In the film Gladiator, Maximus was dealt a great blow of injustice when Emperor Lucius slaughtered his family and ruined his life because he did not give his allegiance to him. After being enslaved as a gladiator, Maximus gained ground and support for a rebellion against the oppressive and tyrannical ruler. Maximus resisted emperor Lucius not only because he killed his family, but also he saw that he was not the right emperor that was meant for Rome. He fought against Lucius for the common good of Rome and justice. The anti-war groups fit this description. They weren’t protesting because the war wasn’t going to benefit their pockets or that it wasn’t going to fulfill their own selfish means, but they knew that it wasn’t right for the common good of their nation and the world. They resisted Bush’s policy because they saw that it wasn’t going to make things better in the world because it was only going to enflame even more anger that has been directed towards the U.S. and its allies. Just as Maximus fought and resisted Emperor Lucius, the anti-war groups fought and resisted Bush through public forums of protest.

Again on the issue of protest and resistance, the film “The Matrix”, fits this aspect of the Iraq war very well. Neo wanted to learn the truth of his so called reality that he was living in. Through the efforts of Morpheus and crew he was able to find a world that was dominated by a mechanized force that enslaved the human race for its source of energy. But a group called the resistance broke free from the virtual reality that the robots created for the humans in order to control them. They found the real world that human beings used to inhabit before it was ravaged by the war that was started between the robots and humans. This search for truth and resistance mirrors the demand for the truth that the public voiced out in numerous forums before the Iraq war started. Bush used lies to make people content with his decision and to keep them under his control. But, like the resistance in “The Matrix”, thousands of people saw through their lies and demanded that they know the truth and real motives of why the war was so desired by the Bush administration.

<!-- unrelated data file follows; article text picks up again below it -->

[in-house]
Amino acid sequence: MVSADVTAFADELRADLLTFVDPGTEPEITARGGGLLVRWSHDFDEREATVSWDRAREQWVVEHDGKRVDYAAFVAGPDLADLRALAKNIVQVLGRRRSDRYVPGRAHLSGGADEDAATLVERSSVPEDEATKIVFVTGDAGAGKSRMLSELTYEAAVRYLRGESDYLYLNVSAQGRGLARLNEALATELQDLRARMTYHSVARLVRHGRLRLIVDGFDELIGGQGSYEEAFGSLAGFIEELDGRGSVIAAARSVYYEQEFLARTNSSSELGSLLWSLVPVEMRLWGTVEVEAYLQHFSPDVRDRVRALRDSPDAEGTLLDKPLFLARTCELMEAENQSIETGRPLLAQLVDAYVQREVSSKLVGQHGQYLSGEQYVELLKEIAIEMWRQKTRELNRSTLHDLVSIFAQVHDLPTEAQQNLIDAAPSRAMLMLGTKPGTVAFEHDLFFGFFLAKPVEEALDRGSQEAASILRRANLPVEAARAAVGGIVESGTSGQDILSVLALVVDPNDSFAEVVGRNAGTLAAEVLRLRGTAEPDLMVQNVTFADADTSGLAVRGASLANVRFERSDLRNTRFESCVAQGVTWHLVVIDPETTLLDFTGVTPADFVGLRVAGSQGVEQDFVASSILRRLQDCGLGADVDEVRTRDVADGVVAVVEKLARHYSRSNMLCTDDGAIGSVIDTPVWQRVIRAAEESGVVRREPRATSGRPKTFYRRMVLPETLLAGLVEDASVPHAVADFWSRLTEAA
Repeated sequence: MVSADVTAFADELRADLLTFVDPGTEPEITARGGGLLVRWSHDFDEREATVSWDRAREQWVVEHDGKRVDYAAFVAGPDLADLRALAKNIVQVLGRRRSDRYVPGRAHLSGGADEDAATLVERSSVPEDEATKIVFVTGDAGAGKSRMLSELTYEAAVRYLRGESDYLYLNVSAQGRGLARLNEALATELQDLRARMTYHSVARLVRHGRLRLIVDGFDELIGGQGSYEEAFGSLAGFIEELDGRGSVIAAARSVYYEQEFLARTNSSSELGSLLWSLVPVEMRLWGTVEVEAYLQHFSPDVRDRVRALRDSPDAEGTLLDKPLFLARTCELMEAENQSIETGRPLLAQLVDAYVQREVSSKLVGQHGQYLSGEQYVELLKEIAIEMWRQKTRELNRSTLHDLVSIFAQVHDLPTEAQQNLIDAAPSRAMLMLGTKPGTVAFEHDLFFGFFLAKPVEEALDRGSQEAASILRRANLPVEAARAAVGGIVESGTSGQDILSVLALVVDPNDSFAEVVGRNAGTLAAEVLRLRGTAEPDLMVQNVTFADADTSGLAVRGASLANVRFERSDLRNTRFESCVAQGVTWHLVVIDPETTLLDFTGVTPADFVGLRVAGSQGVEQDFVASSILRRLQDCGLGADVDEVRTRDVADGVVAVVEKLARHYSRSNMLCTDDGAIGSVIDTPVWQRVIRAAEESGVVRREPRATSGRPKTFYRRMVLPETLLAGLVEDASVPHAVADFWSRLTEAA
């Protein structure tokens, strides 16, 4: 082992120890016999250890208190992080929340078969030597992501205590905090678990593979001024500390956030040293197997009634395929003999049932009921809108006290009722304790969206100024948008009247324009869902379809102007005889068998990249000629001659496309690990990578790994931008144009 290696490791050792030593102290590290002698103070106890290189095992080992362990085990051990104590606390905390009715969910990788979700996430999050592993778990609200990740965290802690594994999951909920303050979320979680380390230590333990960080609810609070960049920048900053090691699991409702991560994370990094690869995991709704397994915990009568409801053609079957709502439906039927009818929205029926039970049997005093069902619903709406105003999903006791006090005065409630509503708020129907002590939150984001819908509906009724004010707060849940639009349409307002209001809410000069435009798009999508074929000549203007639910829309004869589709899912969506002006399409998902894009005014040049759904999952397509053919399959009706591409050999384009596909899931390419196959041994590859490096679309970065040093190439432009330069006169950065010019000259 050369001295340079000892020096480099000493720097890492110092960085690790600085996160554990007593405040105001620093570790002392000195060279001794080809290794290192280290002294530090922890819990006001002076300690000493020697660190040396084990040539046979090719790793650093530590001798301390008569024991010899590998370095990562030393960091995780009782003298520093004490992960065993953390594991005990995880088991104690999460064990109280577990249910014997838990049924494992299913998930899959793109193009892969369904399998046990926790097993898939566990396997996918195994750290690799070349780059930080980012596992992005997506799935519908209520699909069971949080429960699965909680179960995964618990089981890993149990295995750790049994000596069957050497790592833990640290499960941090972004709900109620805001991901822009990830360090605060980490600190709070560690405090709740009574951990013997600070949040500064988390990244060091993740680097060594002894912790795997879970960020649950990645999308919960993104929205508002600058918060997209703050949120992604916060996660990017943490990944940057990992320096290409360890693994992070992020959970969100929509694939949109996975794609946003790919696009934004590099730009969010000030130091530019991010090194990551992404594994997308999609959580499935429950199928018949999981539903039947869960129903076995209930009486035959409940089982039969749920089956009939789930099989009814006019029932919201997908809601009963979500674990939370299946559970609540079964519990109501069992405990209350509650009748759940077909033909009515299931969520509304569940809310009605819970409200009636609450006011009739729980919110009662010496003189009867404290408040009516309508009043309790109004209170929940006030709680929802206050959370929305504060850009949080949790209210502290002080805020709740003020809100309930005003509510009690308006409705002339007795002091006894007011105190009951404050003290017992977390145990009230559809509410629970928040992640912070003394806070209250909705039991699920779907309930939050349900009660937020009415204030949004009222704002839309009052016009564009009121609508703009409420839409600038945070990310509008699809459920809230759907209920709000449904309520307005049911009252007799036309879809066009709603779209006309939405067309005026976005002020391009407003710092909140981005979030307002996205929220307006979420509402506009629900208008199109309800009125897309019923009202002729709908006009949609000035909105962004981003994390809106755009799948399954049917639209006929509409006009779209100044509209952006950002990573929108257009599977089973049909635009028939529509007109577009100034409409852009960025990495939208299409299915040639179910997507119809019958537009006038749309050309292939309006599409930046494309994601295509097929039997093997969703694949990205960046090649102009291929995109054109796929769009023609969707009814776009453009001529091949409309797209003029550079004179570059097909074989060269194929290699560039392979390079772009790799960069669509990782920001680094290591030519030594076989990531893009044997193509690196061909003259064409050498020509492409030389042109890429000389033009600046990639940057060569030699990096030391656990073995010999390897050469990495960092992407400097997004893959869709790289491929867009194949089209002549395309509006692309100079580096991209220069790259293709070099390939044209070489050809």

Re-iterating on the search for truth, the film “Memento” fits this idea very well. The character Leonard is plagued with the disability of not being able to remember events that happened within the time span of 10 minutes. This happened when he was injured from trying to save his wife while she was being murdered. Unfortunately he was not able to remember who killed his wife. So throughout the movie he is on a quest of finding his wife’s killer. But along the way he feels that he is being misled and told lies about what happened. So this search is in a way a search for truth. This is the same as how when the demand for inspectors to search for these supposed weapons of mass destruction that Bush accused Saddam of having was ringing throughout the international community. They wanted to know the truth of these accusations. So in the United Nations, many countries demanded from Saddam the allowance of entrance into the borders of Iraq so they could see if Bush was right or not. But along the way the search was diluted with lies and misconceptions to throw off the inspectors from finding the real truth of what was really going on. Just as the desire of the international community, Leonard wanted the truth.

With all of these similarities and connections, it is no surprise in how things have and are still turning out on the issue of war in Iraq. People still resist the idea of continually occupying it, the truth is still being demanded by the public, and justification is still being sought by the Bush administration. Maybe, with all of these pieces of literature, these moments and events can be avoided. But with a glance at the patterns of history this is highly doubtful.